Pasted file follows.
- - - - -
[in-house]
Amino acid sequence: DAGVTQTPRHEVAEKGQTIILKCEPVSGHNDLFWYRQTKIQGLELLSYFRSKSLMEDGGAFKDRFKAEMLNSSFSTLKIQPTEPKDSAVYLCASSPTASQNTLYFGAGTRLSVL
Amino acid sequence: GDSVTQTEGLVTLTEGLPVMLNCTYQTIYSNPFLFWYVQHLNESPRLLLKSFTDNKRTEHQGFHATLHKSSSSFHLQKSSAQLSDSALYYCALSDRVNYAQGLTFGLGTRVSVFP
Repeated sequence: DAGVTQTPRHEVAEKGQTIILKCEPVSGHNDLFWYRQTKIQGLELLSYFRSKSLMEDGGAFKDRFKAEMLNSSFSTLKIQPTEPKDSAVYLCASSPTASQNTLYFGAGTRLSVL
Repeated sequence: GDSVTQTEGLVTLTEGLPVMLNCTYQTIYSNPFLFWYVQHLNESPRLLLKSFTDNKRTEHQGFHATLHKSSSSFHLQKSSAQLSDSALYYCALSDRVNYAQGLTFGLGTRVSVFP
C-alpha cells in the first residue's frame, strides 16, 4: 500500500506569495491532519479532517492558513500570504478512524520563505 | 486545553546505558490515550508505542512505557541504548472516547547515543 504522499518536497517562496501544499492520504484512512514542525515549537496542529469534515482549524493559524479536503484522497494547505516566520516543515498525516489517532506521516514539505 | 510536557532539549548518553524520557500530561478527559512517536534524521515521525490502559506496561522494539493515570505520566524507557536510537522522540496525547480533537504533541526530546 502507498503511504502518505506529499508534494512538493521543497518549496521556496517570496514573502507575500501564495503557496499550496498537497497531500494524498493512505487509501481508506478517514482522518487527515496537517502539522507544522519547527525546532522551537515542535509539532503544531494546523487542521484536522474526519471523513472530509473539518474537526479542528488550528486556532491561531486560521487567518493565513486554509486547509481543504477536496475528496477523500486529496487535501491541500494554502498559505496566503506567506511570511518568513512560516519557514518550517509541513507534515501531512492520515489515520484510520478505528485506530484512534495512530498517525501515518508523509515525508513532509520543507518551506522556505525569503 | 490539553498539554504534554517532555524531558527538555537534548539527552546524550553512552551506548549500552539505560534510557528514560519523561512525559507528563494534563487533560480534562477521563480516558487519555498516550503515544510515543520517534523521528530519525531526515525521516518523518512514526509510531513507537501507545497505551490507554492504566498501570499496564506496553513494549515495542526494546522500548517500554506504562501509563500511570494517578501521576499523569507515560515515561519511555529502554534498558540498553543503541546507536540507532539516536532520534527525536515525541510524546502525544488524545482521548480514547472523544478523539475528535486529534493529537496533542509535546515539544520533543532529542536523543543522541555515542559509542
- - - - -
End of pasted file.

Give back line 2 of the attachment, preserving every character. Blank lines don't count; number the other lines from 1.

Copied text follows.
Amino acid sequence: DAGVTQTPRHEVAEKGQTIILKCEPVSGHNDLFWYRQTKIQGLELLSYFRSKSLMEDGGAFKDRFKAEMLNSSFSTLKIQPTEPKDSAVYLCASSPTASQNTLYFGAGTRLSVL